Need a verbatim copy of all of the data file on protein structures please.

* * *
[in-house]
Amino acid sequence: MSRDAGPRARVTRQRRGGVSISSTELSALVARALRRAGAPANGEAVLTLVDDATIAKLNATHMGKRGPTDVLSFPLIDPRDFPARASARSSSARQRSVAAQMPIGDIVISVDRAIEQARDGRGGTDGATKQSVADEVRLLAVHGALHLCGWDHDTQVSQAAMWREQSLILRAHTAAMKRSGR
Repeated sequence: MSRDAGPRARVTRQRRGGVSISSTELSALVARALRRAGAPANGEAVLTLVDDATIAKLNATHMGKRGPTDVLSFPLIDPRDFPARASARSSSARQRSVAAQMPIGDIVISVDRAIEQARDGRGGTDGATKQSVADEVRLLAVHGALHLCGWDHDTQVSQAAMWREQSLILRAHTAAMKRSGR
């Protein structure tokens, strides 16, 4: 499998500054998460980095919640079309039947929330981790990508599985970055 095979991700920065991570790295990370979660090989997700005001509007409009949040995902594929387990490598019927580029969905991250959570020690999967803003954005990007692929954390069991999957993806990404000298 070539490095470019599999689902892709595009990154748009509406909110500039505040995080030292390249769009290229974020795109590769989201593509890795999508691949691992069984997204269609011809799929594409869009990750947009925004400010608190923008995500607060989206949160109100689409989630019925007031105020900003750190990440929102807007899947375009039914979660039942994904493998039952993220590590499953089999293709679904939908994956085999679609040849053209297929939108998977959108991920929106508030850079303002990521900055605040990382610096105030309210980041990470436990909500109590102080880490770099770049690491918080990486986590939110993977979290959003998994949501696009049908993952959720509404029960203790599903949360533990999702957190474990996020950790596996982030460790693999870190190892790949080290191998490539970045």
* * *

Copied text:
[in-house]
Amino acid sequence: MSRDAGPRARVTRQRRGGVSISSTELSALVARALRRAGAPANGEAVLTLVDDATIAKLNATHMGKRGPTDVLSFPLIDPRDFPARASARSSSARQRSVAAQMPIGDIVISVDRAIEQARDGRGGTDGATKQSVADEVRLLAVHGALHLCGWDHDTQVSQAAMWREQSLILRAHTAAMKRSGR
Repeated sequence: MSRDAGPRARVTRQRRGGVSISSTELSALVARALRRAGAPANGEAVLTLVDDATIAKLNATHMGKRGPTDVLSFPLIDPRDFPARASARSSSARQRSVAAQMPIGDIVISVDRAIEQARDGRGGTDGATKQSVADEVRLLAVHGALHLCGWDHDTQVSQAAMWREQSLILRAHTAAMKRSGR
């Protein structure tokens, strides 16, 4: 499998500054998460980095919640079309039947929330981790990508599985970055 095979991700920065991570790295990370979660090989997700005001509007409009949040995902594929387990490598019927580029969905991250959570020690999967803003954005990007692929954390069991999957993806990404000298 070539490095470019599999689902892709595009990154748009509406909110500039505040995080030292390249769009290229974020795109590769989201593509890795999508691949691992069984997204269609011809799929594409869009990750947009925004400010608190923008995500607060989206949160109100689409989630019925007031105020900003750190990440929102807007899947375009039914979660039942994904493998039952993220590590499953089999293709679904939908994956085999679609040849053209297929939108998977959108991920929106508030850079303002990521900055605040990382610096105030309210980041990470436990909500109590102080880490770099770049690491918080990486986590939110993977979290959003998994949501696009049908993952959720509404029960203790599903949360533990999702957190474990996020950790596996982030460790693999870190190892790949080290191998490539970045």